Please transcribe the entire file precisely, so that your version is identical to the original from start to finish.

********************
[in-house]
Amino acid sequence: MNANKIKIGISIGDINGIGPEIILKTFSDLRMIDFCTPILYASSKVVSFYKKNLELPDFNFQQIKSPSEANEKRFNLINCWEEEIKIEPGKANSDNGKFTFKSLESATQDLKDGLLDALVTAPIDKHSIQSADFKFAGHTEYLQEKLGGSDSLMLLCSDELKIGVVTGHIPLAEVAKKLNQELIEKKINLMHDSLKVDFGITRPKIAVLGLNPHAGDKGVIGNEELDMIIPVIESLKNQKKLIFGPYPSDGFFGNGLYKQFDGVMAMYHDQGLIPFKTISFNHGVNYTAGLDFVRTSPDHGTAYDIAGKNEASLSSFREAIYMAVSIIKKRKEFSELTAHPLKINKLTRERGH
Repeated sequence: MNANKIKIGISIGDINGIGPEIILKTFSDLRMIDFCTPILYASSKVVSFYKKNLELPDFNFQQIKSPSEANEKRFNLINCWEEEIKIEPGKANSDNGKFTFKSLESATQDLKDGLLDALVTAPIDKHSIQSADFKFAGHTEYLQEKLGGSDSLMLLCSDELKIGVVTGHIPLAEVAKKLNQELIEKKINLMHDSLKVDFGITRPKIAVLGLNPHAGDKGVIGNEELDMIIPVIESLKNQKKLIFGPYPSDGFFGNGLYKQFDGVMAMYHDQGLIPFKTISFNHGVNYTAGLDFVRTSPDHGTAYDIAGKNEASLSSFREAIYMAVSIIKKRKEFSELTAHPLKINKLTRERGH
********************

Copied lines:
[in-house]
Amino acid sequence: MNANKIKIGISIGDINGIGPEIILKTFSDLRMIDFCTPILYASSKVVSFYKKNLELPDFNFQQIKSPSEANEKRFNLINCWEEEIKIEPGKANSDNGKFTFKSLESATQDLKDGLLDALVTAPIDKHSIQSADFKFAGHTEYLQEKLGGSDSLMLLCSDELKIGVVTGHIPLAEVAKKLNQELIEKKINLMHDSLKVDFGITRPKIAVLGLNPHAGDKGVIGNEELDMIIPVIESLKNQKKLIFGPYPSDGFFGNGLYKQFDGVMAMYHDQGLIPFKTISFNHGVNYTAGLDFVRTSPDHGTAYDIAGKNEASLSSFREAIYMAVSIIKKRKEFSELTAHPLKINKLTRERGH
Repeated sequence: MNANKIKIGISIGDINGIGPEIILKTFSDLRMIDFCTPILYASSKVVSFYKKNLELPDFNFQQIKSPSEANEKRFNLINCWEEEIKIEPGKANSDNGKFTFKSLESATQDLKDGLLDALVTAPIDKHSIQSADFKFAGHTEYLQEKLGGSDSLMLLCSDELKIGVVTGHIPLAEVAKKLNQELIEKKINLMHDSLKVDFGITRPKIAVLGLNPHAGDKGVIGNEELDMIIPVIESLKNQKKLIFGPYPSDGFFGNGLYKQFDGVMAMYHDQGLIPFKTISFNHGVNYTAGLDFVRTSPDHGTAYDIAGKNEASLSSFREAIYMAVSIIKKRKEFSELTAHPLKINKLTRERGH